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Training Computers To Recognize Emotion

Body language has long been an area of study and wonder. The ability to read the natural signals emitted by humans and therefore interpret their underlying thoughts and emotions has long been seen as a powerful tool and has been used in many areas.

However, there has been an increase in effort to develop methods to determine emotion, other than those relying on human analysis and this is being led by the advancement in computer technology.

Nao, a humanoid machine that expresses and detects emotions was launched in 2010. It hunches its shoulders when it feels sad and raises its arms for a hug when it feels happy. It was designed to mimic the emotional skills of a one year old child. It can form bonds with people, detect basic human emotions, detect how close a person comes and remember faces. However this is limited to a robot; how can we harness this ability to detect emotion?

The Affective Computer Research Group, based out of Massachusetts Institute of Technology, is working on computers that can read facial expressions and track basic states like confusion, liking or disliking. The great thing is that this can be done via a webcam, or smartphone camera. It is achieved by identifying the main feature points on the face such as eyes, eyebrows and nose, as well as head movements, and tracks how they move over time. As an extension, the group has developed wearable devices, such as electronic bracelets, which can detect stress or excitement by measuring minimal changes in sweat level.

They claim that, “Emotion measurement technology will be soon ubiquitous”. “It will allow people to communicate in new different ways. It’s a kind of very sophisticated version of the ‘Like’ button on Facebook, potentially taking their experience to a whole new level.” If mobile devices achieve the ability to decipher body language, people will end up sharing much more than they expect when they download Facebook or any other social network, that desire to shine and show the best of themselves might be compromised if their machines can read what really was going on in their minds.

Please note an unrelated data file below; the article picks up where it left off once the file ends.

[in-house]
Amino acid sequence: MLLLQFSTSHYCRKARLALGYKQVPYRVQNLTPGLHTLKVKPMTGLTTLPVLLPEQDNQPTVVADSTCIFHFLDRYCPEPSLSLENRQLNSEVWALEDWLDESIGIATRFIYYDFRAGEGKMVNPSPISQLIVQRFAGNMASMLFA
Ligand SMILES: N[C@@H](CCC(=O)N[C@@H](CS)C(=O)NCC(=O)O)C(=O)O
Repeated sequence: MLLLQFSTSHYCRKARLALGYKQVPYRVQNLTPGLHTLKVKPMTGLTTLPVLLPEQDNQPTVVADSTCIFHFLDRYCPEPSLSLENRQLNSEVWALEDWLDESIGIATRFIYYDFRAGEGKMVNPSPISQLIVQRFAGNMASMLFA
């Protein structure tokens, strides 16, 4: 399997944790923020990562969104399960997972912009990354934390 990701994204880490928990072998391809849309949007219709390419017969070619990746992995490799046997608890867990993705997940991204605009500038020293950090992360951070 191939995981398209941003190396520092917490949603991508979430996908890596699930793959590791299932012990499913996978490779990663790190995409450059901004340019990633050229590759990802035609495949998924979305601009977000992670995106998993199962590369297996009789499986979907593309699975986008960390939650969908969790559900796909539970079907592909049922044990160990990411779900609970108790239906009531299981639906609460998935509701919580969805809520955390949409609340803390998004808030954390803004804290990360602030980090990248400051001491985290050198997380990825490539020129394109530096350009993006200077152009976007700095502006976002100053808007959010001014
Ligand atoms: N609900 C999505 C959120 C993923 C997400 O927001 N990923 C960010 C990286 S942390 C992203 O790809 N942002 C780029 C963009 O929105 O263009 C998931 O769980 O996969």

The applications of this technology are far-reaching and go beyond social fears. Medically, for instance, it could help people with autism spectrum disorders to read emotion. Commercially, it could be used to evaluate the effect of an advert by tracking the viewer’s emotional response. How about a speech by a political leader – are they telling the truth? Do they actually believe in what they are communicating? What is the emotional response of the audience?

The advancements being made in this area are phenomenal and the benefits far reaching. But there is an underlying sense of nervousness when realizing that the gap between humans and machines is fast narrowing; machines with human-like emotions? How long will it be before machines will be intelligent enough to manipulate us through our emotions?

We suspect not long at all.

Learn more the author of this post:

Daniel Moeller
I was born in Berlin, Germany, studied Engineering in London and wrote my thesis on emergent computer technology. I now work as an engineer and freelance writer for London-based firms. My interests include blogging about technology, computer science, social media and design in my spare time.
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